Easy Customer Experience Lesson: A Tale of Two Surveys
by Kate Nasser |
The customer experience surveys at two well known chains, Dunkin’ Donuts and Perkins Restaurant & Bakery, teach an easy yet critical customer experience lesson.
I recently had good customer experiences in both yet the post-service online surveys were quite different. Each revealed, as I have written about many times, what the company leaders are thinking.Image Licensed from: Istock.com
The register receipt from Dunkin’ Donuts directs you to complete an experience survey at TellDunkin.com. The questions quickly focus on universal customer expectations:
- Did you have to wait in line?
- Was your selection available?
- How did it taste?
- Was the store clean?
- What was the value and quality?
There was also a section to easily add comments. They do ask a couple of additional questions more focused on sales like was there an ample assortment of donuts available etc… yet the focus is clearly on what most customers care about.
The Dunkin’ Donuts customer experience survey is quick, easy to complete, and immediately gives you a code to use for a freebee drink or 10% off the next time you visit. Bravo!
Perkins Restaurant & Bakery
When I saw a survey offer on my Perkins’ receipt, I expected a similar customer survey experience. I was quite taken aback when I went online and read these questions:
- Did the server offer you a choice of at least 2 beverages?
- Did the server highlight the special menu?
- Did the server offer you a bakery item or dessert?
… and they wanted me to note our server’s name which was printed on the receipt.
Interestingly enough, our server was wonderful because she didn’t follow these guidelines. She greeted us, asked how we were doing and if we wanted to start with something to drink. She never followed a script nor tried to push any particular item. When I asked for a change to one item, she was flexible and made it happen. The food was good, the service easy and caring, and the experience was fabulous.
But Perkins’ customer survey experience was not fabulous. In fact, it is not a customer experience survey at all. It is a report card on whether the employees are doing what the leaders are telling them to do.
Perkins is asking customers to do performance reviews on their employees’ adherence to the prescribed sales approach. The opening questions craftily try to unearth if the servers are selling what Perkins wants them to sell. It is disingenuous and not customer focused.
A great family restaurant focus would shine through questions like:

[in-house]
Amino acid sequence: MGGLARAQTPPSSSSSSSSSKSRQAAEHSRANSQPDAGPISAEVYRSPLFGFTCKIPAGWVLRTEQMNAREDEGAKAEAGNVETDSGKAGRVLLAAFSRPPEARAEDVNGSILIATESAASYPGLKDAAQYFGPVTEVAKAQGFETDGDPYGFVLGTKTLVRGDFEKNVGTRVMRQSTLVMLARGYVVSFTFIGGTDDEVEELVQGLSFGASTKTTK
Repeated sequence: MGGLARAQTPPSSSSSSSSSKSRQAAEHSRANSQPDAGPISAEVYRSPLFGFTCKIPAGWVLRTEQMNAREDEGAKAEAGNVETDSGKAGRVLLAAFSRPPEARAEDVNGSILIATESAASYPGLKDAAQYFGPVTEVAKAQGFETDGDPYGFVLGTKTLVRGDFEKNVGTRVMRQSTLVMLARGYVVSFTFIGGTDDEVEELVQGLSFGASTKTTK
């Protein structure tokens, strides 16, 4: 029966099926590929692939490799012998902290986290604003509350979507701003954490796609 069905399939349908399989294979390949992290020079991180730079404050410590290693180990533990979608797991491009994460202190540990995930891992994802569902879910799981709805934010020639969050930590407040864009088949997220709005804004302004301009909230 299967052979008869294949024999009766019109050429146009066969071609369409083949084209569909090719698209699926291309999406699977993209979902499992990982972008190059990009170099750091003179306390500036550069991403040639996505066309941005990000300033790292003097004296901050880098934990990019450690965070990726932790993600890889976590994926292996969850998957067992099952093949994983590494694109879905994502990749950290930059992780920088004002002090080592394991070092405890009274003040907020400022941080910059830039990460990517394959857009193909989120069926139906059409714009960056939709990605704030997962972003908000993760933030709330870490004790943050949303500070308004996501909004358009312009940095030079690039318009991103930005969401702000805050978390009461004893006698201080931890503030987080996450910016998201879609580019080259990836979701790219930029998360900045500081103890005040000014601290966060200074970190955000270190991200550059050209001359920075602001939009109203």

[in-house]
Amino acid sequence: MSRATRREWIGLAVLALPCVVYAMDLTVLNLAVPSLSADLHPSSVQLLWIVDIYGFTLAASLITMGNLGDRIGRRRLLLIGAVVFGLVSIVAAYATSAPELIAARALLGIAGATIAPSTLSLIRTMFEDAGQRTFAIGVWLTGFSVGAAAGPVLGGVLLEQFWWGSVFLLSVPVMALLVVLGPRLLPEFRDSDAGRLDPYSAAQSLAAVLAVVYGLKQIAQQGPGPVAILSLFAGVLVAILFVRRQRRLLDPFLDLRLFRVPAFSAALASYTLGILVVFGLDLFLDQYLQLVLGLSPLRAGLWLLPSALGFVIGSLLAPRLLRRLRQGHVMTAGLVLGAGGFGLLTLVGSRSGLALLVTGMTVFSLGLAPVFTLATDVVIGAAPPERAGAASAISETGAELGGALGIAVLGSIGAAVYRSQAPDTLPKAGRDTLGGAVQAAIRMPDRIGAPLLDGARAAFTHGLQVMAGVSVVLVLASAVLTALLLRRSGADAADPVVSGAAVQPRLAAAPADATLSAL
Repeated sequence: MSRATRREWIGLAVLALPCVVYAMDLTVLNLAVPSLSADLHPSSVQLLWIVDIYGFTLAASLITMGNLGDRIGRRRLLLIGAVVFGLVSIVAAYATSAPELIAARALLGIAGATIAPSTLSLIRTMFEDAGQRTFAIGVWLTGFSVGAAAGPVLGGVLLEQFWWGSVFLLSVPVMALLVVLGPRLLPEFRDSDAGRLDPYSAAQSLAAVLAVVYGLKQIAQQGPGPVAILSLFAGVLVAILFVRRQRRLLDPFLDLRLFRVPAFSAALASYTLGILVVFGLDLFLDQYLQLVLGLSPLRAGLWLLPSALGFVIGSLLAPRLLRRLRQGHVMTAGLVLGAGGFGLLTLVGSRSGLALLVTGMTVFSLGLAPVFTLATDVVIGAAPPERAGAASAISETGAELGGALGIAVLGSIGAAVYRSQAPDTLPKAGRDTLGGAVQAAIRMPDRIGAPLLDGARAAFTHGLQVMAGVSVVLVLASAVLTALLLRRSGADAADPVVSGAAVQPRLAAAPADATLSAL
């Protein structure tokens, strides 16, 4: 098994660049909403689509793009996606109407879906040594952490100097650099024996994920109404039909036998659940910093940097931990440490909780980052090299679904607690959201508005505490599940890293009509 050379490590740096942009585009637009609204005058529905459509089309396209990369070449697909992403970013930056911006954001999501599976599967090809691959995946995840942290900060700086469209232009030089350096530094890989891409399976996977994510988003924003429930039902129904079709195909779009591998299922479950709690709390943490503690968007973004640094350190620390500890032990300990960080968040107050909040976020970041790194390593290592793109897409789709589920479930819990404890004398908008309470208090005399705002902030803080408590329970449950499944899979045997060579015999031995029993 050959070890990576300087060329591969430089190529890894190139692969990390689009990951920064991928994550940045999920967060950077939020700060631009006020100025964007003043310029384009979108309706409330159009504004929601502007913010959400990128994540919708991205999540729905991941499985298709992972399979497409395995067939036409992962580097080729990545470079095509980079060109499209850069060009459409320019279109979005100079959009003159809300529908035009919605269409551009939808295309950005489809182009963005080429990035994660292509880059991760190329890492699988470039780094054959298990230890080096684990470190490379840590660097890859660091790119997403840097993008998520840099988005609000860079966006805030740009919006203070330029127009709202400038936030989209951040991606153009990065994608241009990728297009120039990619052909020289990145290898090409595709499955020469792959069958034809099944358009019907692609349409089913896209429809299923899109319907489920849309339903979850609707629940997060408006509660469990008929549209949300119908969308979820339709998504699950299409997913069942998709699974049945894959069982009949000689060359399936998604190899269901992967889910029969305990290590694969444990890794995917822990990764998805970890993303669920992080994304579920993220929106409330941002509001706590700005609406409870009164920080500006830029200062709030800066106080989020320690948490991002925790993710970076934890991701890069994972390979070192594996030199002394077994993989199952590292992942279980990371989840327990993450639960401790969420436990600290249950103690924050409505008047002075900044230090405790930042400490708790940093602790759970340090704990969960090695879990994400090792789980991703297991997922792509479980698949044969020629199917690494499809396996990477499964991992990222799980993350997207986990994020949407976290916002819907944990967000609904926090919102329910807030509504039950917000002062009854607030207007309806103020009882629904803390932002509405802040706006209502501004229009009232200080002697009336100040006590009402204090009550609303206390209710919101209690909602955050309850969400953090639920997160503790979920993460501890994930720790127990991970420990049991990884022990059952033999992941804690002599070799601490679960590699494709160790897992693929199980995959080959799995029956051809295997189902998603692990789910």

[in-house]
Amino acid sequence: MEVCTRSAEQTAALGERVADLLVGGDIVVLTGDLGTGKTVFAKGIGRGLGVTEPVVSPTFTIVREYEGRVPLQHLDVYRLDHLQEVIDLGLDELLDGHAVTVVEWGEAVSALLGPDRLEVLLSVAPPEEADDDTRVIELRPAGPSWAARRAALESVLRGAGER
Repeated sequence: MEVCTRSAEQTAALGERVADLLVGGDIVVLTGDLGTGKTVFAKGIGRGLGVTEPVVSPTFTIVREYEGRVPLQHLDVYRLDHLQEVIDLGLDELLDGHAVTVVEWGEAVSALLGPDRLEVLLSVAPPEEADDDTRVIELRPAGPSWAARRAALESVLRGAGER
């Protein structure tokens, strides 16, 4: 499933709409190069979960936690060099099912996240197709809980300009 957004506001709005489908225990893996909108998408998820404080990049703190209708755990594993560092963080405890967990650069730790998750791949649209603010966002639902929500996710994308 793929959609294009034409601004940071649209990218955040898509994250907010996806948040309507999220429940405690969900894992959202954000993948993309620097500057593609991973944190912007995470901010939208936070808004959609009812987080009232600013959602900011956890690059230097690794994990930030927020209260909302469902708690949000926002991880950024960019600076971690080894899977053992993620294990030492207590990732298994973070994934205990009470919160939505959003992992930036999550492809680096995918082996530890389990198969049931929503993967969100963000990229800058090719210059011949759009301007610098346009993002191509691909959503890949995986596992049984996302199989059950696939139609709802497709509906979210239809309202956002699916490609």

- Did we make you feel welcome?
- Was the food tasty?
- Do you like the choices on the menu?
- Is there something you wish we would offer that we don’t?
- Was the restaurant a clean and inviting place to eat?
- Will you come back again?
- Will you tell others to come and eat with us?
Unfortunately, Perkins has stacked the deck toward what they care about yet this stack falls short of what a great customer experience survey does for the customer and the business. This survey says: Perkins’ leaders know better than the customers.
So let’s skip the bravo and and the survey since they don’t want to hear the true voice of the customer.
Easy Customer Experience Lesson
Define a great customer experience from your customer’s perspective — not yours. In fact, you might even consider holding a contest to have customers design your customer experience survey. What better way to find out what they care about when choosing between you and your competition?
Which approach do you think will yield the most customer focused results?
From my professional experience to your success,
Kate Nasser, The People-Skills Coach™
©2012 Kate Nasser, CAS, Inc. Somerville, NJ. If you want to re-post or republish this post, please email firstname.lastname@example.org. Thank you for respecting intellectual capital.
Kate Nasser, The People-Skills Coach™, delivers coaching, consulting, training, and keynotes on delivering the ultimate customer service, leading change, employee engagement, and teamwork. She turns interaction obstacles into interpersonal success. See this site for workshop outlines, keynote footage, and customer results.